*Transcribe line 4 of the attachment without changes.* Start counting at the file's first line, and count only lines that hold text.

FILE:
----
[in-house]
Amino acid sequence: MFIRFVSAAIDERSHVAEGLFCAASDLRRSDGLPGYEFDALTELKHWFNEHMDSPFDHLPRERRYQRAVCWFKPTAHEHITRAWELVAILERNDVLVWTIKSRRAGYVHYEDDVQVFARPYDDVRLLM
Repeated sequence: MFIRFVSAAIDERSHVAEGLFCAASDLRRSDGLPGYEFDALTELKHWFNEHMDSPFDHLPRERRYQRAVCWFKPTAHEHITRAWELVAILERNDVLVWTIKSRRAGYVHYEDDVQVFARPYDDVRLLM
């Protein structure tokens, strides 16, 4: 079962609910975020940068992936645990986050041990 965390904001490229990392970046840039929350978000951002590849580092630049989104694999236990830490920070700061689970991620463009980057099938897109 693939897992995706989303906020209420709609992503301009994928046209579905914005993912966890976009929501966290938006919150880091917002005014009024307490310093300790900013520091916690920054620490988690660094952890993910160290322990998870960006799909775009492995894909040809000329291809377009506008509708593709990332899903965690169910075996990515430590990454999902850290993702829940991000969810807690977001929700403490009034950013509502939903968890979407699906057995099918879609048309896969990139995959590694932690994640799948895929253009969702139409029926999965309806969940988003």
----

């Protein structure tokens, strides 16, 4: 079962609910975020940068992936645990986050041990 965390904001490229990392970046840039929350978000951002590849580092630049989104694999236990830490920070700061689970991620463009980057099938897109 693939897992995706989303906020209420709609992503301009994928046209579905914005993912966890976009929501966290938006919150880091917002005014009024307490310093300790900013520091916690920054620490988690660094952890993910160290322990998870960006799909775009492995894909040809000329291809377009506008509708593709990332899903965690169910075996990515430590990454999902850290993702829940991000969810807690977001929700403490009034950013509502939903968890979407699906057995099918879609048309896969990139995959590694932690994640799948895929253009969702139409029926999965309806969940988003």